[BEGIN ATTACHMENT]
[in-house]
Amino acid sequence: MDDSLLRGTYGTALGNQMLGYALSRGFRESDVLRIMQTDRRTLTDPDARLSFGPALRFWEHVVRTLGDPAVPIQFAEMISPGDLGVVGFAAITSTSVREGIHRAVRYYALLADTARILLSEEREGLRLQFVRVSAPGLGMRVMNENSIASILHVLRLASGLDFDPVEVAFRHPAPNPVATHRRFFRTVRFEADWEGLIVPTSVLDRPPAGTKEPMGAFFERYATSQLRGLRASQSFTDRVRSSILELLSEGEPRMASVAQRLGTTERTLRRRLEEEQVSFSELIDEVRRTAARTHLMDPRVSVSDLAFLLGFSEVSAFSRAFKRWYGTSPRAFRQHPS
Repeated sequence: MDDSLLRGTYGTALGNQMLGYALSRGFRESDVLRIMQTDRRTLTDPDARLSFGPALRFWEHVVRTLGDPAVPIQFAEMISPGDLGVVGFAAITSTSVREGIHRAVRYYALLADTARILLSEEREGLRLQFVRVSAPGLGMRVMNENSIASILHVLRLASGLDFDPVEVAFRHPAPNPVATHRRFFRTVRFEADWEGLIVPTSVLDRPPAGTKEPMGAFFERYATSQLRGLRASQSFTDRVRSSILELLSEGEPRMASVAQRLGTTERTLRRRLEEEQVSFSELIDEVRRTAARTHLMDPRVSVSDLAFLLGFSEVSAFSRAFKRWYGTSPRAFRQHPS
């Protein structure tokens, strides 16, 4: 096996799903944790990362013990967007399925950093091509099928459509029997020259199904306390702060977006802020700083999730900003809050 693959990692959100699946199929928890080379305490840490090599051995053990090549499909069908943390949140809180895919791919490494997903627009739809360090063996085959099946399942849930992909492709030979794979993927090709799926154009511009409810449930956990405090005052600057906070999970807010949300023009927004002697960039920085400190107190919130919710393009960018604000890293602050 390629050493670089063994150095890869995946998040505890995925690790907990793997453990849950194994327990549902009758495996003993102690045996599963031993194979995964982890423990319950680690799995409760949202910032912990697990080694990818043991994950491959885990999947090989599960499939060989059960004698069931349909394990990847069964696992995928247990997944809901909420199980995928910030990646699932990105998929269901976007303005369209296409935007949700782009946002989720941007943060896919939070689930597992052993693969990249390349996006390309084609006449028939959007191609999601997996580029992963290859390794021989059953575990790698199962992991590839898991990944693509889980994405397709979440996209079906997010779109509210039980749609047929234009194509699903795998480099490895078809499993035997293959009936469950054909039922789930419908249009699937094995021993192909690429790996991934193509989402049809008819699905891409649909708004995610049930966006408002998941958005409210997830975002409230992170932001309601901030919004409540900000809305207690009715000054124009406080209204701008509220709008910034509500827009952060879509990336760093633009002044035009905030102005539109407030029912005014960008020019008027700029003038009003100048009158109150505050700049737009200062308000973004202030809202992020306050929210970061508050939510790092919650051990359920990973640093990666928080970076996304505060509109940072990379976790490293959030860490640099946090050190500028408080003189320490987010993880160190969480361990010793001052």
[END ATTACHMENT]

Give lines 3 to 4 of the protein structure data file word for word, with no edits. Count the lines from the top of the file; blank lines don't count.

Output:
Repeated sequence: MDDSLLRGTYGTALGNQMLGYALSRGFRESDVLRIMQTDRRTLTDPDARLSFGPALRFWEHVVRTLGDPAVPIQFAEMISPGDLGVVGFAAITSTSVREGIHRAVRYYALLADTARILLSEEREGLRLQFVRVSAPGLGMRVMNENSIASILHVLRLASGLDFDPVEVAFRHPAPNPVATHRRFFRTVRFEADWEGLIVPTSVLDRPPAGTKEPMGAFFERYATSQLRGLRASQSFTDRVRSSILELLSEGEPRMASVAQRLGTTERTLRRRLEEEQVSFSELIDEVRRTAARTHLMDPRVSVSDLAFLLGFSEVSAFSRAFKRWYGTSPRAFRQHPS
């Protein structure tokens, strides 16, 4: 096996799903944790990362013990967007399925950093091509099928459509029997020259199904306390702060977006802020700083999730900003809050 693959990692959100699946199929928890080379305490840490090599051995053990090549499909069908943390949140809180895919791919490494997903627009739809360090063996085959099946399942849930992909492709030979794979993927090709799926154009511009409810449930956990405090005052600057906070999970807010949300023009927004002697960039920085400190107190919130919710393009960018604000890293602050 390629050493670089063994150095890869995946998040505890995925690790907990793997453990849950194994327990549902009758495996003993102690045996599963031993194979995964982890423990319950680690799995409760949202910032912990697990080694990818043991994950491959885990999947090989599960499939060989059960004698069931349909394990990847069964696992995928247990997944809901909420199980995928910030990646699932990105998929269901976007303005369209296409935007949700782009946002989720941007943060896919939070689930597992052993693969990249390349996006390309084609006449028939959007191609999601997996580029992963290859390794021989059953575990790698199962992991590839898991990944693509889980994405397709979440996209079906997010779109509210039980749609047929234009194509699903795998480099490895078809499993035997293959009936469950054909039922789930419908249009699937094995021993192909690429790996991934193509989402049809008819699905891409649909708004995610049930966006408002998941958005409210997830975002409230992170932001309601901030919004409540900000809305207690009715000054124009406080209204701008509220709008910034509500827009952060879509990336760093633009002044035009905030102005539109407030029912005014960008020019008027700029003038009003100048009158109150505050700049737009200062308000973004202030809202992020306050929210970061508050939510790092919650051990359920990973640093990666928080970076996304505060509109940072990379976790490293959030860490640099946090050190500028408080003189320490987010993880160190969480361990010793001052």